An episode of the Fox reality series Married by Americathat aired in April of last year has drawn the wrath of the FCC, which is seeking to fine each of the Fox owned and affiliated stations $7,000 for airing it -- a total of $1.18 million. The commission unanimously voted to fine the stations after receiving 159 complaints. Although nude shots of the participants were intentionally blurred ("pixelated") for the broadcast, the FCC complaint said that "even a child would have known that the strippers were topless and that sexual activity was being shown. The material is gratuitous, vulgar and clearly intended to pander to and titillate." Fox indicated that it would appeal the action, calling the program "not indecent." Today's (Wednesday) Washington Postquoted an unnamed TV executive who works in reality TV as saying, "The FCC is wasting time, and they should recognize that as adults we can be responsible for our children. They should monitor things we don't have control over. ... It's a Fox show, and people should know what they're getting themselves into."


James Murdoch was paid $2.64 million in his first eight months as CEO of BSkyB, the British satellite broadcaster controlled by his father Rupert's News Corp, according to the company's annual report. He is also due to receive $350,000 per year for three years to cover "relocation" expenses and, in addition, free non-business flights for himself, his wife, and daughter and "all school and education fees" for his children. Additionally, he will receive the usual perks, including such things as medical insurance, use of a company car, and pension payments.


With its Shark Tale continuing to display fearsome jaws at the box office -- it took in $92.6 million in its first 11 days -- DreamWorks filed papers with the SEC Tuesday saying that it plans an IPO of its animation unit with an offering price of $23-25 per share. Proceeds, it said, would be used to finance additional productions and to repay early DreamWorks investors, including Microsoft co-founder Paul Allen, who plans to sell 4 million shares. The IPO could raise between $575 million and $625 million for the animation company and $92-100 million for selling shareholders, principally Allen.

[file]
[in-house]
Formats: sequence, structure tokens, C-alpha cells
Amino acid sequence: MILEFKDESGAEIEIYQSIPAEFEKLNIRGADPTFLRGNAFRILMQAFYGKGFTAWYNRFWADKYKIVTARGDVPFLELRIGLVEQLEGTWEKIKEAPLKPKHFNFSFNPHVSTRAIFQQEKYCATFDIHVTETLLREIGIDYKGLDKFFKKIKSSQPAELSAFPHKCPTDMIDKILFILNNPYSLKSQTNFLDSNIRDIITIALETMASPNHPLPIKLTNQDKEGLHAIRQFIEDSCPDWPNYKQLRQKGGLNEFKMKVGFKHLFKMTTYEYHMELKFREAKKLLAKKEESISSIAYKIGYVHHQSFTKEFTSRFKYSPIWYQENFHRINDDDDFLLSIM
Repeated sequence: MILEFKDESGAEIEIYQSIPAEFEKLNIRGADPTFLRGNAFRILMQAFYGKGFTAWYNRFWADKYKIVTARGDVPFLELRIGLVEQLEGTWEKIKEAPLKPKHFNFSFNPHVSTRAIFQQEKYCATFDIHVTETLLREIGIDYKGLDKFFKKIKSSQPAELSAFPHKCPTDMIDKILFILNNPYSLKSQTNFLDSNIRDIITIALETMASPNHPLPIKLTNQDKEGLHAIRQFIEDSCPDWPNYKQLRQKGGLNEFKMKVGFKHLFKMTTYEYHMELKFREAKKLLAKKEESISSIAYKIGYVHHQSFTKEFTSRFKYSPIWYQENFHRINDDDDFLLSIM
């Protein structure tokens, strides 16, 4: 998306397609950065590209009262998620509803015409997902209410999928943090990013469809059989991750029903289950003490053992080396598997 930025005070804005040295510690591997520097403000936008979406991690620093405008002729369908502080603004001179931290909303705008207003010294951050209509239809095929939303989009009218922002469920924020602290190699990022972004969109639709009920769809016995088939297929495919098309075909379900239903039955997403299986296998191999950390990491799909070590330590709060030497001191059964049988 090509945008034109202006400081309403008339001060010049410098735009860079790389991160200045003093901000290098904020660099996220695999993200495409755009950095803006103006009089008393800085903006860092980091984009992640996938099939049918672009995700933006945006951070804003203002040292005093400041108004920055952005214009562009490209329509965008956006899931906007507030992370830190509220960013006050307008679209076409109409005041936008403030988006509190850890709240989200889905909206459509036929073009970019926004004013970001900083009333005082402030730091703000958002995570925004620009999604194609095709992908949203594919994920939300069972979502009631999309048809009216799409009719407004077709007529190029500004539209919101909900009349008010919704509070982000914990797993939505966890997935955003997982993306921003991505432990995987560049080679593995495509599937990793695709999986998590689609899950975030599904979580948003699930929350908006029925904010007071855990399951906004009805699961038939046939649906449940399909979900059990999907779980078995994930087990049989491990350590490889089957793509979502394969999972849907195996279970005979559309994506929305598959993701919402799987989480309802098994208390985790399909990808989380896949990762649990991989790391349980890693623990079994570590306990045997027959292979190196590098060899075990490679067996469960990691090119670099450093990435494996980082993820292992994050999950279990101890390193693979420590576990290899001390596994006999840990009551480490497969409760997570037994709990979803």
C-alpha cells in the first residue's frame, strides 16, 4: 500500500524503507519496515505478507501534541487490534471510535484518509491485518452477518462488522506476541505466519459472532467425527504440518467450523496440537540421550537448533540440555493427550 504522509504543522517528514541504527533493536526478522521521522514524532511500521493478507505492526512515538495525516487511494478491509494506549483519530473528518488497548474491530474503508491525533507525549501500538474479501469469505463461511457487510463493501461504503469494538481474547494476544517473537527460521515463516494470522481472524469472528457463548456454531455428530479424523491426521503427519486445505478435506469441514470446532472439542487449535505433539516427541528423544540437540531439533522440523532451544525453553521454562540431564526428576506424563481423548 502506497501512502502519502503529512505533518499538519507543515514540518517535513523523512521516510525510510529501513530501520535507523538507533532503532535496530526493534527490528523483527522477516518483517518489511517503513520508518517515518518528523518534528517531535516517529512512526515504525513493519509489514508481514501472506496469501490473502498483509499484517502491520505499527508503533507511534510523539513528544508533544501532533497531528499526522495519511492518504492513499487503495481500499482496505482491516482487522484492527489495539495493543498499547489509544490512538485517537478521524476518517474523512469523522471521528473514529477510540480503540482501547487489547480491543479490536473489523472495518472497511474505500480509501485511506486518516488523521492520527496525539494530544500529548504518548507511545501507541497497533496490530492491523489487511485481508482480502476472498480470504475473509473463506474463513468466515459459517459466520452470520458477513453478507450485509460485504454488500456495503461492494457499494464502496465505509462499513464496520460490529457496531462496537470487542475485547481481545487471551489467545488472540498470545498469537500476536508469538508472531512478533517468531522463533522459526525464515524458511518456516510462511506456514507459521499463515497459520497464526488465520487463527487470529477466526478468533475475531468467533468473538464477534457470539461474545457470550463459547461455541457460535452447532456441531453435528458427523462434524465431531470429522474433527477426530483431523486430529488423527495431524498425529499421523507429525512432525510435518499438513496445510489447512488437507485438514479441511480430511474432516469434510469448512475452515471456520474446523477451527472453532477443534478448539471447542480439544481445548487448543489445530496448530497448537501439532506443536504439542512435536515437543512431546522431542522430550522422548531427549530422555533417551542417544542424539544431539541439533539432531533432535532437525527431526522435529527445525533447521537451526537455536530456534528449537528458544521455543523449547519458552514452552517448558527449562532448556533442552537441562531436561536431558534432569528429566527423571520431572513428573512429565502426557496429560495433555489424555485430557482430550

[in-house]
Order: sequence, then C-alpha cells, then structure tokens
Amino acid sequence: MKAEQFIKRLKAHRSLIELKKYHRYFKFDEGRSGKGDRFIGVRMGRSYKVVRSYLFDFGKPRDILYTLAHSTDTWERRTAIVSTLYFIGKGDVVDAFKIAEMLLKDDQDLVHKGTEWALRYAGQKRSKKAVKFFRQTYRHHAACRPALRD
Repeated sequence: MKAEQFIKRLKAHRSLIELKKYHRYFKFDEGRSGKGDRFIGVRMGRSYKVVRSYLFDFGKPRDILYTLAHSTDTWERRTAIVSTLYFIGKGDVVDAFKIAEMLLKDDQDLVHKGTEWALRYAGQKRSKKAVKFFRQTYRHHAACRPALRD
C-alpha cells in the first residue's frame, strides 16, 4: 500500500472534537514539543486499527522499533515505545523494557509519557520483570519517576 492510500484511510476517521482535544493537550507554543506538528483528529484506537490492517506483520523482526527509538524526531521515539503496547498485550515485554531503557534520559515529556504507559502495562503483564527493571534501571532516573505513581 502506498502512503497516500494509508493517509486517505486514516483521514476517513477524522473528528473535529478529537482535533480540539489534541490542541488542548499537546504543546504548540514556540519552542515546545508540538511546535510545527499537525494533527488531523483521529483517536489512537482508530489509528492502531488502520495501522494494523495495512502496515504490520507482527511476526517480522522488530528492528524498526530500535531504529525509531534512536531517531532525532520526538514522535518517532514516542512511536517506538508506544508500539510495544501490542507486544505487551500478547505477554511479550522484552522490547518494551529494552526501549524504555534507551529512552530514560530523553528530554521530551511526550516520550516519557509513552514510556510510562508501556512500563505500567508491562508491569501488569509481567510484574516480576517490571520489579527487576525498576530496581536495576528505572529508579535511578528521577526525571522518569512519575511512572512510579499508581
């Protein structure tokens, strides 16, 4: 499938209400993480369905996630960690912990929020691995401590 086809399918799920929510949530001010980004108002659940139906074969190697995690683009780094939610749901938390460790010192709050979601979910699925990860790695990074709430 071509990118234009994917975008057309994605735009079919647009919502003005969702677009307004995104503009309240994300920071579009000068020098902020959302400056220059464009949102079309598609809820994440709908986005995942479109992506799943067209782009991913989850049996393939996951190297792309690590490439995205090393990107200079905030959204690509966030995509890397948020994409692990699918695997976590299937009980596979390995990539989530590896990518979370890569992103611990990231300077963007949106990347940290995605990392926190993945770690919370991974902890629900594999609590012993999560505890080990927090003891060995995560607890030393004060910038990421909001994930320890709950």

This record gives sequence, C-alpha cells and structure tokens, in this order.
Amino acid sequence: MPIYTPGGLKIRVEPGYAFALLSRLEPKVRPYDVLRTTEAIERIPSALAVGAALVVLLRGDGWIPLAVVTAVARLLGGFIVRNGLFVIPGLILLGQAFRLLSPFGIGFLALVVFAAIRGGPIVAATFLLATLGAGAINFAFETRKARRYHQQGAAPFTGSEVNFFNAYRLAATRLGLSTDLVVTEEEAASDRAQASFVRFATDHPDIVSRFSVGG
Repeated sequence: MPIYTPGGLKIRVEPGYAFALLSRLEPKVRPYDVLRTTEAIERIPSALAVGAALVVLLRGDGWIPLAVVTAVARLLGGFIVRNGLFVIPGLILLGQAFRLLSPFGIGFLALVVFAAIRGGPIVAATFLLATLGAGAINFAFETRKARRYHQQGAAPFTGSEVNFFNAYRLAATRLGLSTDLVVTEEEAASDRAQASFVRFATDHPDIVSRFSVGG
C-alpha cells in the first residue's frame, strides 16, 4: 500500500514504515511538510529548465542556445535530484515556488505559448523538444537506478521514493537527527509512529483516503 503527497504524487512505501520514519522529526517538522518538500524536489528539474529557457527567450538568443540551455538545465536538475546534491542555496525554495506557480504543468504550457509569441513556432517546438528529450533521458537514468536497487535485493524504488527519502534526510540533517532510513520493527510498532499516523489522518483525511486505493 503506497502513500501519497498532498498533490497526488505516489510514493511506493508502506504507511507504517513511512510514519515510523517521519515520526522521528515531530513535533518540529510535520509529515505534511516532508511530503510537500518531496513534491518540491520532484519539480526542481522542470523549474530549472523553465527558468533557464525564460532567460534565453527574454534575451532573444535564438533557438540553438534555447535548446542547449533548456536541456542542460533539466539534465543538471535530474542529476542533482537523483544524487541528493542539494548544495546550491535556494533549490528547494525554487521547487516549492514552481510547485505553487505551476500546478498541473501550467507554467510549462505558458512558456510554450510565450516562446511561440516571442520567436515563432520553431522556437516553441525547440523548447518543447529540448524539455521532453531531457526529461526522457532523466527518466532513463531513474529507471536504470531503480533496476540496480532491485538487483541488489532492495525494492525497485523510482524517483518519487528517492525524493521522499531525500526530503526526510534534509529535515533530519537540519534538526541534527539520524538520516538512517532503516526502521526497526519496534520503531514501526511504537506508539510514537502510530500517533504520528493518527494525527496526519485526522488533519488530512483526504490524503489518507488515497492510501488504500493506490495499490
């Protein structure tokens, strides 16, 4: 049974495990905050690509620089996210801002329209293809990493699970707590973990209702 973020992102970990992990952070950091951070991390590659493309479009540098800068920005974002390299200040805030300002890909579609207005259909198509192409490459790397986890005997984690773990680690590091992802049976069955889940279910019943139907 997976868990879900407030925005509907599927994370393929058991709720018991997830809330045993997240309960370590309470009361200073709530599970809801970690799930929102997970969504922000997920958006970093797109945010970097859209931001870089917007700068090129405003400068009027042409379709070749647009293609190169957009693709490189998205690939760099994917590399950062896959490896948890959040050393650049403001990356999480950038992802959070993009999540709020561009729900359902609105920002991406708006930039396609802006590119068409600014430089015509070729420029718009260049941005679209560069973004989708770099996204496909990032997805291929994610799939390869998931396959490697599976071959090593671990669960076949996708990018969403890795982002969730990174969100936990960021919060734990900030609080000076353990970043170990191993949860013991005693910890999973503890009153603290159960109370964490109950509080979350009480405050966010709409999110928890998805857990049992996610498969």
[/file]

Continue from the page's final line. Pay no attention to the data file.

Disney shareholders could have a greater say in selecting members of the Walt Disney Co.'s board of directors under a non-binding resolution that four major pension funds say they intend to put before next year's annual shareholders meeting. The pension funds, led by CalPERS, the nation's largest, want shareholders to be able to nominate two independent directors to the 11-member board. In a news release, CalPERS President Sean Harrigan said: "The first step in restoring investor confidence was for Michael Eisner to step down, the second step was to search for a successor as the CEO, but the third step -- getting independent directors to serve next year and in the years ahead -- is the most important step of them all." Meanwhile, a Delaware judge on Tuesday granted a two-day delay in the trial of a Disney shareholders' lawsuit challenging the $140-million severance paid to former company President Michael Ovitz. Lawyers for shareholders had sought a postponement after the company turned over a batch of documents related to Ovitz's work during his tenure as second-in-command at the company.